Pentostatin (Nipent) is a nucleoside analog that inhibits the activity of the enzyme adenosine deaminase. Inhibition of adenosine deaminase blocks the deamination of adenosine to inosine and deoxyadenosine to deoxyinosine in the purine
Pentostatin (Nipent) is a nucleoside analog that inhibits the activity of the enzyme adenosine deaminase. Inhibition of adenosine deaminase blocks the deamination of adenosine to inosine and deoxyadenosine to deoxyinosine in the purine salvage pathway. This accumulation of metabolites inhibits ribonucleotide reductase, which depletes the nucleotide pool and limits DNA synthesis. Adenosine deaminase is concentrated in lymphoid tissue, including both T and B lymphocytes. It appears that the cytotoxic effect of pentostatin is independent of intracellular concentrations of adenosine deaminase.
The 1990s marked a resurgence of interest in pentostatin, a drug that was first administered to patients with acute leukemia in the 1970s. In clinical trials, pentostatin has demonstrated response rates of 25% to 30% in heavily pretreated patients with chronic lymphocytic leukemia (CLL) and response rates of 10% to 20% in heavily pretreated patients with indolent lymphoma. Typical toxicities that occur with the use of pentostatin are cytopenias and infections.
Because patients with lymphoproliferative disorders already have an underlying immunodeficiency disorder, pentostatin causes additional depression of both T and B lymphocytes, and can make these patients more susceptible to certain opportunistic and viral infections, such as Candida, Aspergillus, Pneumocystis, and herpesvirus infections. To prevent these complications, patients with non-Hodgkins lymphoma (NHL) who are treated with pentostatin should be placed on prophylactic antibiotics, such as trimethoprim-sulfamethoxazole and acyclovir (Zovirax). Additionally, patients should be closely monitored for these and other infections, and should receive aggressive treatment if infection is suspected.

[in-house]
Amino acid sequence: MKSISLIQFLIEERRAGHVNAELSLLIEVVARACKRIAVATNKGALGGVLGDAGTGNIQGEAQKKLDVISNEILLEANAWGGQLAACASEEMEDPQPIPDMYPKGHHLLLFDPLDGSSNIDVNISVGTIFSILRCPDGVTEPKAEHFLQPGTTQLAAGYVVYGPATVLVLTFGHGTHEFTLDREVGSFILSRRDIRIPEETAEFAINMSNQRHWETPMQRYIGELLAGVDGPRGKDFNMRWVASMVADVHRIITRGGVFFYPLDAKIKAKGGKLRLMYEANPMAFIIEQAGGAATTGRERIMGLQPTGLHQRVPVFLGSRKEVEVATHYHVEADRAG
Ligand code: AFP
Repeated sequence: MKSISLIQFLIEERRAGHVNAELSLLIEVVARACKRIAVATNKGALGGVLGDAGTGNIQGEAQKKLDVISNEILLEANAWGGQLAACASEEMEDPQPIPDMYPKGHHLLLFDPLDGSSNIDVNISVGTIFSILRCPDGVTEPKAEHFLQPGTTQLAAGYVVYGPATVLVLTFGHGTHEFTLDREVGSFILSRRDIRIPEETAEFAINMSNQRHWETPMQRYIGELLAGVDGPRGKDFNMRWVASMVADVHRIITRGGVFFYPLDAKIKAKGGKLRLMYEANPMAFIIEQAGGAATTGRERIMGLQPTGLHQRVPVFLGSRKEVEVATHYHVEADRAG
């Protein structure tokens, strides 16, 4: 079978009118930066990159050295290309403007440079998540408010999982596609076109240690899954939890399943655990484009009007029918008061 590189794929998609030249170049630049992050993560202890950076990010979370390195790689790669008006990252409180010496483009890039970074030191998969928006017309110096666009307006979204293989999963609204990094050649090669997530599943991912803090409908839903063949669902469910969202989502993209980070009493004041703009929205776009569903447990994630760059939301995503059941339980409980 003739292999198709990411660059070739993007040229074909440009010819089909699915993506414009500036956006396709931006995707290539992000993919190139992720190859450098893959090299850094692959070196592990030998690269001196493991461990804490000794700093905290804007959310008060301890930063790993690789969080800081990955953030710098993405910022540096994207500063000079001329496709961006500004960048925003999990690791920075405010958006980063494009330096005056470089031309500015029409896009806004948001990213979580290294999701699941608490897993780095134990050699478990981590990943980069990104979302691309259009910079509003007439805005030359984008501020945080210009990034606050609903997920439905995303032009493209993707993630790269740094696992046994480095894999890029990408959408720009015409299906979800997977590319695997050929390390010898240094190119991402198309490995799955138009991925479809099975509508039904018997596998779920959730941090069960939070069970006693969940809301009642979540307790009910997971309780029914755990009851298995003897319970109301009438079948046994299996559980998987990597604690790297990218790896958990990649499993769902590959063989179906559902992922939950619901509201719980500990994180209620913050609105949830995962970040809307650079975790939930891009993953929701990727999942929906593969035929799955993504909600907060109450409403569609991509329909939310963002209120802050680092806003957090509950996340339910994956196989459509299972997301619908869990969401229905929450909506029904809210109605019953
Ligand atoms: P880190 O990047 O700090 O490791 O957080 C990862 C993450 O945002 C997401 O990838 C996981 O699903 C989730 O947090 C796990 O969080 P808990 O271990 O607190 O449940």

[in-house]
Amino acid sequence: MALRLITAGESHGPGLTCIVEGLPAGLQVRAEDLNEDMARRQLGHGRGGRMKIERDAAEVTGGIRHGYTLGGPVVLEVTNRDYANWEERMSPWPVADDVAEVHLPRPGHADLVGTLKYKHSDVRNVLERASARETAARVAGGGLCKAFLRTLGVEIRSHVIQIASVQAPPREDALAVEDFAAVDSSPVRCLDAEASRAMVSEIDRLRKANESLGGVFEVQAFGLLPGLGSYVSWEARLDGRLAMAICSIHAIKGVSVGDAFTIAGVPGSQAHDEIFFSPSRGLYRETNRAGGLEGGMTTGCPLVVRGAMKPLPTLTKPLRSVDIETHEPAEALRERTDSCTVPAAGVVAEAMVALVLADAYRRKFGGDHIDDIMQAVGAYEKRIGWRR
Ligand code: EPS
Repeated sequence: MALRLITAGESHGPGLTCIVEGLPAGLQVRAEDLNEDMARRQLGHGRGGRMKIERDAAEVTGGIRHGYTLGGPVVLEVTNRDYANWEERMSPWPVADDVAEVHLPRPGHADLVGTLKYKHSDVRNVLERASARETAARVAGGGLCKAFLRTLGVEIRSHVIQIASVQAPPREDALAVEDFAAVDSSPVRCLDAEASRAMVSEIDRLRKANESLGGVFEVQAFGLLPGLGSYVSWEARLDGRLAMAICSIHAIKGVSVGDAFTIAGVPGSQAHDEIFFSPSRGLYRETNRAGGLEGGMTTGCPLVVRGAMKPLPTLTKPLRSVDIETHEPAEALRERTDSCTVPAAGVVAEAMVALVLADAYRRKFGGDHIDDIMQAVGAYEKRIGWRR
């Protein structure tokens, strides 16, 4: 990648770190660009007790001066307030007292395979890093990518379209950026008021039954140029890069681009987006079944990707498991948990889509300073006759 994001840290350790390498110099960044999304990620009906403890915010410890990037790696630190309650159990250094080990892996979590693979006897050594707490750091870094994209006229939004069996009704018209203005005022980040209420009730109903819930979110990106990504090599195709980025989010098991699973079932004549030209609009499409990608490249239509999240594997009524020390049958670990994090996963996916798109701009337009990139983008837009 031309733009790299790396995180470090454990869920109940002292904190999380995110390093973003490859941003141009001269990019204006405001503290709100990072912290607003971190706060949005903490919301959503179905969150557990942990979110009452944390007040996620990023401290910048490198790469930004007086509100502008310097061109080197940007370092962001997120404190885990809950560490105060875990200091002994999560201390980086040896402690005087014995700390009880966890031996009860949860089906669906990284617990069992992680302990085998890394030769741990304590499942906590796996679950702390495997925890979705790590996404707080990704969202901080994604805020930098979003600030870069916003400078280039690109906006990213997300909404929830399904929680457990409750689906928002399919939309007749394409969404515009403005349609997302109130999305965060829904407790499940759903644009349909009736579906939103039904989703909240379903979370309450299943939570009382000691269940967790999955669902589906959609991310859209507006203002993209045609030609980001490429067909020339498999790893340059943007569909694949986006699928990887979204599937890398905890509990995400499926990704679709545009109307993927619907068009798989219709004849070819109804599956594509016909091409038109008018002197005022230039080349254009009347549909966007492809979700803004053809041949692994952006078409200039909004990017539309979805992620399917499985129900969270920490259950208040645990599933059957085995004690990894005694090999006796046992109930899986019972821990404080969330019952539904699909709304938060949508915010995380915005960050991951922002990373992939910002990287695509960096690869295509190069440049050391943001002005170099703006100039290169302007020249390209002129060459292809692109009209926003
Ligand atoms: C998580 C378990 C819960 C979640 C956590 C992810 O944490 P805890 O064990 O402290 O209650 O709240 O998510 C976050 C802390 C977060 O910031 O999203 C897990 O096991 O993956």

New Applications for Pentostatin
At a meeting in July 1999, clinical and laboratory investigators from the United States and Europe gathered to discuss new applications for pentostatin alone and in various combinations for patients with indolent NHLs. The promising data presented at this meeting form the basis for this supplement.
Dr. Fernando Cabanillas reviews the role of pentostatin and other purine nucleoside analogs in the management of indolent NHL. Dr. Nam Dang and colleagues discuss a phase II trial evaluating the role of pentostatin in relapsed/refractory T-cell lymphomas in relation to CD26 expression, which is integral to adenosine deaminase cell surface expression and function. A planned trial evaluating the use of pentostatin in combination with rituximab (Rituxan) in patients with B-cell malignancies is described by
Dr. Robert Drapkin. The use of pentostatin in combination with alkylating agents, interferon, and cordycepin is reviewed by Dr. Francine Foss. Dr. Claire Dearden concludes the supplement by describing the activity of pentostatin in primary cutaneous T-cell lymphoma.
Future studies should explore the benefit of lower-dose regimens of pentostatin to reduce toxicity, and should continue to explore the potential synergy between pentostatin and other T-celltargeted therapeutic agents.